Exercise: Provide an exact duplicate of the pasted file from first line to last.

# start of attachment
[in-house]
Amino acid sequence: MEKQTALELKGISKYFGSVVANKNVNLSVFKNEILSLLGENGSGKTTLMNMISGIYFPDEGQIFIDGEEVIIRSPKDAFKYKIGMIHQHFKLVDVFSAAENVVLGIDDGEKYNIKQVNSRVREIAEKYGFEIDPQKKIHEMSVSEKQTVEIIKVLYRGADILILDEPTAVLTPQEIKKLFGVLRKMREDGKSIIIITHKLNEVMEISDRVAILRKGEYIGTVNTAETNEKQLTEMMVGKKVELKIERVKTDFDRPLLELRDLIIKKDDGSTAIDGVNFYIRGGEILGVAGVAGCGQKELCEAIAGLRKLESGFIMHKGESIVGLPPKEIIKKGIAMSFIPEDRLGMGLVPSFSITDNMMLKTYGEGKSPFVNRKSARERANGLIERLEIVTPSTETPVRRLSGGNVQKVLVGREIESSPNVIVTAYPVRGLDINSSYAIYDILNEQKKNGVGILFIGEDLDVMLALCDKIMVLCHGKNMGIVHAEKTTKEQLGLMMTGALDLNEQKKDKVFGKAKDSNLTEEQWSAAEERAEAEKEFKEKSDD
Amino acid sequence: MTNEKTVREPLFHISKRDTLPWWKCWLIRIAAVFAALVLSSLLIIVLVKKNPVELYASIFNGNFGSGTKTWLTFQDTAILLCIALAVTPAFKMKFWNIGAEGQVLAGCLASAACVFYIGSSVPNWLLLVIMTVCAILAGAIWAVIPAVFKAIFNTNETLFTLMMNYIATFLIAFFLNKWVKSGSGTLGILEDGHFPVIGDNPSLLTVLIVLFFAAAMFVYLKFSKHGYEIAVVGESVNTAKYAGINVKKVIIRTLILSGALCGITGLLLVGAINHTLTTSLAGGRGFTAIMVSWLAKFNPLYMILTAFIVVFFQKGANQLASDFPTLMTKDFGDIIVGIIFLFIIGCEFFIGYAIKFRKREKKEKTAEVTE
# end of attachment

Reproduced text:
[in-house]
Amino acid sequence: MEKQTALELKGISKYFGSVVANKNVNLSVFKNEILSLLGENGSGKTTLMNMISGIYFPDEGQIFIDGEEVIIRSPKDAFKYKIGMIHQHFKLVDVFSAAENVVLGIDDGEKYNIKQVNSRVREIAEKYGFEIDPQKKIHEMSVSEKQTVEIIKVLYRGADILILDEPTAVLTPQEIKKLFGVLRKMREDGKSIIIITHKLNEVMEISDRVAILRKGEYIGTVNTAETNEKQLTEMMVGKKVELKIERVKTDFDRPLLELRDLIIKKDDGSTAIDGVNFYIRGGEILGVAGVAGCGQKELCEAIAGLRKLESGFIMHKGESIVGLPPKEIIKKGIAMSFIPEDRLGMGLVPSFSITDNMMLKTYGEGKSPFVNRKSARERANGLIERLEIVTPSTETPVRRLSGGNVQKVLVGREIESSPNVIVTAYPVRGLDINSSYAIYDILNEQKKNGVGILFIGEDLDVMLALCDKIMVLCHGKNMGIVHAEKTTKEQLGLMMTGALDLNEQKKDKVFGKAKDSNLTEEQWSAAEERAEAEKEFKEKSDD
Amino acid sequence: MTNEKTVREPLFHISKRDTLPWWKCWLIRIAAVFAALVLSSLLIIVLVKKNPVELYASIFNGNFGSGTKTWLTFQDTAILLCIALAVTPAFKMKFWNIGAEGQVLAGCLASAACVFYIGSSVPNWLLLVIMTVCAILAGAIWAVIPAVFKAIFNTNETLFTLMMNYIATFLIAFFLNKWVKSGSGTLGILEDGHFPVIGDNPSLLTVLIVLFFAAAMFVYLKFSKHGYEIAVVGESVNTAKYAGINVKKVIIRTLILSGALCGITGLLLVGAINHTLTTSLAGGRGFTAIMVSWLAKFNPLYMILTAFIVVFFQKGANQLASDFPTLMTKDFGDIIVGIIFLFIIGCEFFIGYAIKFRKREKKEKTAEVTE